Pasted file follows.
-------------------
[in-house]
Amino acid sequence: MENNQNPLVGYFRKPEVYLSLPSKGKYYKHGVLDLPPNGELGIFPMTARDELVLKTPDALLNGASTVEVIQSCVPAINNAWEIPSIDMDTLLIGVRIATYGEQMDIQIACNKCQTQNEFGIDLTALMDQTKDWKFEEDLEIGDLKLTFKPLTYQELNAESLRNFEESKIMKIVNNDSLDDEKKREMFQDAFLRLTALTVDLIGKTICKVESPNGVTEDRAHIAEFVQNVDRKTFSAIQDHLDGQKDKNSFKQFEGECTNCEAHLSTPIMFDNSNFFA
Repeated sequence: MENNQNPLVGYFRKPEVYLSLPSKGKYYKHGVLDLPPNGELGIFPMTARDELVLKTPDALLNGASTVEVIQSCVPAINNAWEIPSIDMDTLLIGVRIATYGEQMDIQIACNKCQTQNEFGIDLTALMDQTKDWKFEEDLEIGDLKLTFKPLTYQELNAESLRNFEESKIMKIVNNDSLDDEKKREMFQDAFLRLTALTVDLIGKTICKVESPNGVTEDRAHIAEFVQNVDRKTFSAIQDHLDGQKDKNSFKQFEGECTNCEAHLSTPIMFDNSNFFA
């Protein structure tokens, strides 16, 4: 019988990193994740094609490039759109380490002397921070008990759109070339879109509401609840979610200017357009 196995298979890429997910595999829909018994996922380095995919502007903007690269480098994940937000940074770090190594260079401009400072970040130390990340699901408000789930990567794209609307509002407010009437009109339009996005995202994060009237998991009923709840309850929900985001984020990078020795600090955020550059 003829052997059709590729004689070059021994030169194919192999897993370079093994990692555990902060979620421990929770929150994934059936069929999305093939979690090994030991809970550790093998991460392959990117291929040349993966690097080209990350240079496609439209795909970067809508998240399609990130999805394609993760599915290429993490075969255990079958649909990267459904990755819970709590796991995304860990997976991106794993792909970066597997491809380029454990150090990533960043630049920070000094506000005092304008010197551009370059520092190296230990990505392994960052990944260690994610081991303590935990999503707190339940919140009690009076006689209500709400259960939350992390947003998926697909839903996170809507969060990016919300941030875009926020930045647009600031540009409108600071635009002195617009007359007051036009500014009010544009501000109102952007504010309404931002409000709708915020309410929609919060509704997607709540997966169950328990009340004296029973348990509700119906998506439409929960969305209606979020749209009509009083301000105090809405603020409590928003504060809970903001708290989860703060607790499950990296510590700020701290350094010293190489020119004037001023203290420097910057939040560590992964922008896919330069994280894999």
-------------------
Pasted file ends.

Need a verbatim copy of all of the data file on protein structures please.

[in-house]
Amino acid sequence: MENNQNPLVGYFRKPEVYLSLPSKGKYYKHGVLDLPPNGELGIFPMTARDELVLKTPDALLNGASTVEVIQSCVPAINNAWEIPSIDMDTLLIGVRIATYGEQMDIQIACNKCQTQNEFGIDLTALMDQTKDWKFEEDLEIGDLKLTFKPLTYQELNAESLRNFEESKIMKIVNNDSLDDEKKREMFQDAFLRLTALTVDLIGKTICKVESPNGVTEDRAHIAEFVQNVDRKTFSAIQDHLDGQKDKNSFKQFEGECTNCEAHLSTPIMFDNSNFFA
Repeated sequence: MENNQNPLVGYFRKPEVYLSLPSKGKYYKHGVLDLPPNGELGIFPMTARDELVLKTPDALLNGASTVEVIQSCVPAINNAWEIPSIDMDTLLIGVRIATYGEQMDIQIACNKCQTQNEFGIDLTALMDQTKDWKFEEDLEIGDLKLTFKPLTYQELNAESLRNFEESKIMKIVNNDSLDDEKKREMFQDAFLRLTALTVDLIGKTICKVESPNGVTEDRAHIAEFVQNVDRKTFSAIQDHLDGQKDKNSFKQFEGECTNCEAHLSTPIMFDNSNFFA
């Protein structure tokens, strides 16, 4: 019988990193994740094609490039759109380490002397921070008990759109070339879109509401609840979610200017357009 196995298979890429997910595999829909018994996922380095995919502007903007690269480098994940937000940074770090190594260079401009400072970040130390990340699901408000789930990567794209609307509002407010009437009109339009996005995202994060009237998991009923709840309850929900985001984020990078020795600090955020550059 003829052997059709590729004689070059021994030169194919192999897993370079093994990692555990902060979620421990929770929150994934059936069929999305093939979690090994030991809970550790093998991460392959990117291929040349993966690097080209990350240079496609439209795909970067809508998240399609990130999805394609993760599915290429993490075969255990079958649909990267459904990755819970709590796991995304860990997976991106794993792909970066597997491809380029454990150090990533960043630049920070000094506000005092304008010197551009370059520092190296230990990505392994960052990944260690994610081991303590935990999503707190339940919140009690009076006689209500709400259960939350992390947003998926697909839903996170809507969060990016919300941030875009926020930045647009600031540009409108600071635009002195617009007359007051036009500014009010544009501000109102952007504010309404931002409000709708915020309410929609919060509704997607709540997966169950328990009340004296029973348990509700119906998506439409929960969305209606979020749209009509009083301000105090809405603020409590928003504060809970903001708290989860703060607790499950990296510590700020701290350094010293190489020119004037001023203290420097910057939040560590992964922008896919330069994280894999």